This is a guest post by Jasper Westaway of OneDrum. Throughout the summer we’re running guest posts we like – exclusive to TC Europe – written by people on the tech scene in Europe. If you’d like to contribute get in touch. More info here.
I can’t find my phone. What are my options for locating it?
1. Look for it
2. Ask others if they’ve seen it
3. Phone it
I would probably apply those strategies in that order as each fails. Of course, what I really want is for my phone to magically appear in my hand whenever I need it. That would be nice.
Search on the internet today is somewhere between a technology-driven stage 1 (Google, and minor variations like Wolfram Alpha and Bing) and a people-driven stage 2 (Digg, StumbleUpon, Twitter, Amazon recommendations). One might stretch the metaphor to argue that RSS, Google Alerts and the like are forms of stage 3; I’m not sure I would agree.
Technology markets typically display the following characteristics.
- Incumbents are displaced by products that are an order of magnitude better, not just 20% better.
- Product evolution is about adding value by getting closer to the user
The Internet has evolved. It has become more personal, less about static home pages and more about communication and collaboration (behaviour rather than data). This is what we would expect: The Internet is moving closer to us.
But what most people think of search has not changed significantly:
For the first 10 years, the web was primarily just a bunch of pages, and Google was an excellent tool for searching primary data.
Then we started doing mashups and social networks; these are essentially derived and dynamic forms of data and it’s not that we search differently, per se, but that we simply don’t think about search in these arenas in quite the same way. How many links away from me are you in a social network? Who is listening to the same music as me on Last.fm? What relevant experience do we have within our business? What houses are for sale on my street?
Inevitably, search will move closer to these problems, because these problems are closer to us.
Context is King
The end game for search is recognizing a context where an answer should be presented rather than sought. There are a few candidates in this field.
The semantic web garners a lot of attention (or at least it did once!). It attempts to wrap content in more meaning by enriching it with relevant keywords (I know this is a simplification, but really, who cares?). It is a rather an old fashioned view of the web because it solves an old fashioned problem — find relevant pages. It’s not that there is no room for innovation in this arena it’s jut that Google does this so well, you’re only ever go to be picking at their leftovers. Start-ups entering the search arena should be focussed on a different set of use cases.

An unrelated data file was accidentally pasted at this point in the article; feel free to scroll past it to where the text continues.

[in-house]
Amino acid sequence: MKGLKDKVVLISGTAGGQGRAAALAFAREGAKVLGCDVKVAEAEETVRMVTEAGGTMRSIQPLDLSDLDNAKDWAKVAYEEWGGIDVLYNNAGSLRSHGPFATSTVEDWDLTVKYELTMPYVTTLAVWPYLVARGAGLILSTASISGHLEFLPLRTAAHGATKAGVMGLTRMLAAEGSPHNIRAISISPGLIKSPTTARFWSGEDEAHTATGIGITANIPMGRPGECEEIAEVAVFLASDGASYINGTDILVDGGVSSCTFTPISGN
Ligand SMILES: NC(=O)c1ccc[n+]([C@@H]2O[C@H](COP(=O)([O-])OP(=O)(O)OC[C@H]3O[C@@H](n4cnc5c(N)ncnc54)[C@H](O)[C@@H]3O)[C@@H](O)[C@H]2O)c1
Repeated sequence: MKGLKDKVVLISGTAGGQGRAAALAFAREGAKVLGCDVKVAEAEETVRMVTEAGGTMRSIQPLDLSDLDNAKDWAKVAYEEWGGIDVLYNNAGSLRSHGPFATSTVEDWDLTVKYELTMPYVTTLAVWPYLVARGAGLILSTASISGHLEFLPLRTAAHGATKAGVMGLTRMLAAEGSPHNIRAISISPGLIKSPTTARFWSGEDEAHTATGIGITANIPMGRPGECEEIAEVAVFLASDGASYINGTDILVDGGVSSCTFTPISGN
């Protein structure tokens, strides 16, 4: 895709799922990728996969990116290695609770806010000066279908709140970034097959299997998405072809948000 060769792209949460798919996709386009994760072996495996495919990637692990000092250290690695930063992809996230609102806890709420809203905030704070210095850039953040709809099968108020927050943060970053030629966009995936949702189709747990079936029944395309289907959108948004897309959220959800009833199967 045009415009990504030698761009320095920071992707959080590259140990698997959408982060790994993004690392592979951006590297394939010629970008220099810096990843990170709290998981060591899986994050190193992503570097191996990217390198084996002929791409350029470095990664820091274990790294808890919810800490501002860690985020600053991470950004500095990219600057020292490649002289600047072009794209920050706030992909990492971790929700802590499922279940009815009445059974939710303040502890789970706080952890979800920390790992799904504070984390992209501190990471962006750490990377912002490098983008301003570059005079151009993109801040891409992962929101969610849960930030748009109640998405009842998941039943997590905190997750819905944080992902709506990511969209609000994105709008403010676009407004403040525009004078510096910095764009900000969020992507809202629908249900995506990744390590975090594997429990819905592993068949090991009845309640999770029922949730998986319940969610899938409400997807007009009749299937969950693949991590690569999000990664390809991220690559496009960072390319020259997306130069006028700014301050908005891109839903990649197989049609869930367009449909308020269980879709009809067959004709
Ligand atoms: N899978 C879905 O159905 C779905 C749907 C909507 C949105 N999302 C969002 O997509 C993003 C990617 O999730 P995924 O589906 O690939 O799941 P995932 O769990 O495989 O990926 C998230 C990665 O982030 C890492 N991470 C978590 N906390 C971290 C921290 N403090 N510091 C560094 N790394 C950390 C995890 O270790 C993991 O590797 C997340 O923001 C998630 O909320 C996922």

There is a lot of talk about real time search but I think it is confused. Nothing is real time, particularly the typical examples that are given like Twitter (go talk to guys that build financial trading systems about “real-time”!).
Further, it is a rather unattractive property. I want data to arrive at the right time and real time is a narrow set of those cases (your house is on fire!). But we don’t understand what right time means so we’ll shove it at you whether you like it or not, so that when you actually need the data, it will have disappeared down the drain with the rest of the contents of the firehose.
Which returns me to my opening gambit. I want my phone to appear in my hand when I need it. How do we know when I need my phone? We start with behavioural triggers (he put his hand to his ear!) and continue to layer in those activities that provide meaning such as task-lists (I must order my groceries) or conversations (they are discussing the price of tomatoes).
Put that way it sounds a lot like the future of search belongs to collaboration: ‘What am I working on with you?’ is a the kind of behavioural question we could hang a new form of search off. What do we have to do to complete this project? That’s a context begging for unsolicited answers.
The future of search is not about better text fields and faster, smarter indexing; the future of search is about you and me.